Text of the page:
I don’t love how my favorite sentence became my favorite sentence. In fact, this origin story embarrasses me so much that I almost skipped sharing it.
When I was a senior in college, a girl I was trying to date had a sentence from a Vladimir Nabokov short story on her Facebook profile. I read the story, thinking that if I could feign an interest in it she might be more likely to hang out with me. While my attempts to impress her failed, I fell for the Nabokov story, especially the last sentence, the same one that graced her Facebook profile.
“A Letter That Never Reached Russia,” is an early Nabokov story, one he originally wrote in Russian. The story is an exiled writer’s letter to a former lover that chronicles a night spent wandering Berlin, his adopted home. The writer promises his former lover that he will not speak of “the trifles of our shared past,” and instead details the sights of his night walk: street cars, a plodding Great Dane, couples dancing in a café, and the turbid waters of a canal winding through the city.
As he moves through the streets, the writer claims that he is happy, though he tells his former lover that his “happiness is a kind of challenge.” This concession, that his pursuit of happiness is a challenge, reveals the effort he takes to combat his exile loneliness.
This challenge charges the final sentence, the sentence that is now my favorite sentence, the one I first saw on the Facebook profile of a girl who didn’t want to date me:
“The centuries will roll by, and schoolboys will yawn over the history of our upheavals; everything will pass, but my happiness, dear, my happiness will remain, in the moist reflection of a streetlamp, in the cautious bend of stone steps that descend into the canal’s black waters, in the smiles of a dancing couple, in everything with which God so generously surrounds human loneliness.”
For a number of reasons, I’ve come to love this sentence. The sentence, both through its construction and content, captures the sort of “ineffable happiness” the author challenges himself to find, a type of happiness that is also an act of self-deception. The sentence is his attempt to transform a solitary walk into an affirmation that he is not, in fact, alone.
The writer’s happiness deception begins when he separates the surrounding world, the one that has pried him from his homeland and lover, from his current life. History, politics—all the forces responsible for his exile—will eventually be footnotes, pages for disinterested students to flip through. A semicolon partitions his tragic circumstances from his evening walk. This willful separation, one that is part of the writer’s self-deception, is perfectly achieved with a semicolon, the winking piece of punctuation high school teachers discourage students from overusing.
The semicolon simultaneously separates the sentence’s two independent clauses while binding them together. The semicolon says, yes, the writer can set aside the circumstances of his exile and make a separate case for his happiness, but the forces that drove him from his home, from his lover, still exist and are linked to his challenging pursuit of happiness.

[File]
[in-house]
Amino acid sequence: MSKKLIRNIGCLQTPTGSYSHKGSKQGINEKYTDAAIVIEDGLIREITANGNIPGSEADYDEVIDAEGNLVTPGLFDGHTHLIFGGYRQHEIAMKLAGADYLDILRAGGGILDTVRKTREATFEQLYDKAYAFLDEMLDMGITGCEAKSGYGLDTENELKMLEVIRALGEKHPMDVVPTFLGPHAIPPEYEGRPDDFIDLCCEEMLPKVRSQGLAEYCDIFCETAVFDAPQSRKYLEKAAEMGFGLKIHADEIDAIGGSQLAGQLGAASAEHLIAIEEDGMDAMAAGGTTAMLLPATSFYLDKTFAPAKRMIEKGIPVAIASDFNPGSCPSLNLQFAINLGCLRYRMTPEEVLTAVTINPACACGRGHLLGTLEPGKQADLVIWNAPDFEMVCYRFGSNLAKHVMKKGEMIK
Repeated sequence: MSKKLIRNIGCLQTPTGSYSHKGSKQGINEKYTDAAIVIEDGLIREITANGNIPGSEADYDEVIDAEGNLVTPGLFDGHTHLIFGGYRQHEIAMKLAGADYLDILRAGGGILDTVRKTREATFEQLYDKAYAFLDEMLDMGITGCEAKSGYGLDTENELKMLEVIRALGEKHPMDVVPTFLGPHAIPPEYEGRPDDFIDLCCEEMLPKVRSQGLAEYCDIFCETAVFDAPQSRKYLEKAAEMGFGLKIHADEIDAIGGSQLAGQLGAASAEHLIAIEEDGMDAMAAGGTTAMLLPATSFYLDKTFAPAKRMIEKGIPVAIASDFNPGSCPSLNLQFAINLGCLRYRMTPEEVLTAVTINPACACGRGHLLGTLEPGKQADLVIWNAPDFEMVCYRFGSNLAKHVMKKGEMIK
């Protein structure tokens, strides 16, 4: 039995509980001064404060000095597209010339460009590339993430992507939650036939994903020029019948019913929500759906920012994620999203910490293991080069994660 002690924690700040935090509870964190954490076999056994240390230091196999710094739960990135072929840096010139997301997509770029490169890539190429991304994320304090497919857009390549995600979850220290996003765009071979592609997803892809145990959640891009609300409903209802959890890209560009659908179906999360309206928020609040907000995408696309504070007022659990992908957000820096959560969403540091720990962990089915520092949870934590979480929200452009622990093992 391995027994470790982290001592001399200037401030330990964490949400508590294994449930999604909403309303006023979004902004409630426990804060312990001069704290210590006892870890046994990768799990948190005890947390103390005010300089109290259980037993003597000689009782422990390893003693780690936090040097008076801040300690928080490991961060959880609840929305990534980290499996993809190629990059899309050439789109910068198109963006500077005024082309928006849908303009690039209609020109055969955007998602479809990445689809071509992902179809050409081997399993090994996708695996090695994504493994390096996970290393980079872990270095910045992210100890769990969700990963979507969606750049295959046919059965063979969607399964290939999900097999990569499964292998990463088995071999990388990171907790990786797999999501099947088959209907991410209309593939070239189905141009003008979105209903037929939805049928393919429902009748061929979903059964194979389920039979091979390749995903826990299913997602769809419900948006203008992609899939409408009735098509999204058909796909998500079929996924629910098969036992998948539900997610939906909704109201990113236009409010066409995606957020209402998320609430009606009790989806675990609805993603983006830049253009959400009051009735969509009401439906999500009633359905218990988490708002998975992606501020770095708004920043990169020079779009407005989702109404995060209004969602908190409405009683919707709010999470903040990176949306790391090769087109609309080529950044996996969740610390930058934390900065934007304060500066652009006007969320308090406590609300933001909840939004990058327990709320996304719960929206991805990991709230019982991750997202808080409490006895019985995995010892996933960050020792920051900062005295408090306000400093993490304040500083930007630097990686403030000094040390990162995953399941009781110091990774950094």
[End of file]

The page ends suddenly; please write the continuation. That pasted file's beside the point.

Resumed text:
The second independent clause unfolds as a series of parallel phrases, a list of the images that keep the writer company. He locates his happiness in each of the items in this list. The repetition of “in the” at the beginning of each phrase makes the second half of the sentence sound like an argument, a plea even. The writer tries to convince his former lover that his happiness exists in these places, in “everything with which God so generously surrounds human loneliness.”
The images the writer includes in the list each register in a different spot on the emotional scale. They encompass the breadth of his exiled life. The writer observes a “moist reflection,” a quiet introspective image, the “cautious bend of stone steps,” an ominous spot descending to the “canal’s dark waters,” and the smiling faces of “a dancing couple,” a lighter note, but one steeped in longing given the writer’s letter addresses a former love, one whom the writer may never see again.
The title, “A Letter That Never Reached Russia,” tells the reader that these words never reach their intended audience. This reality multiplies the sentence power. These words are not the intimate coda to a lost loved one, but a solitary plea, the writer’s attempt to placate his own loneliness, a loneliness that will persist as he paces his exiled city, alone.
Somber tone of that Nabokov sentence aside, choosing a favorite sentence is fun! I’ve found that when I ask folks if they have a favorite sentence, answers typically stray from more “obvious” choices, like the closing lines of famous novels, “So we beat on…” etc.
S For Sentence is a fantastic online spot (where Stephanie Grant, AU MFA faculty member currently on sabbatical, is guest editor) where writers are already doing just this: examining and reveling in beautiful sentences.
In the spirit of exploring what makes a sentence a favorite sentence, we would love to hear from you, any of you, about your favorite sentence, or line(s) of poetry. If you have a favorite sentence you would like to share, send it along with any comments you want to include to firstname.lastname@example.org.
Vince Granata is a staff editor at Café Américain and a second-year candidate in American University’s Creative Writing MFA program.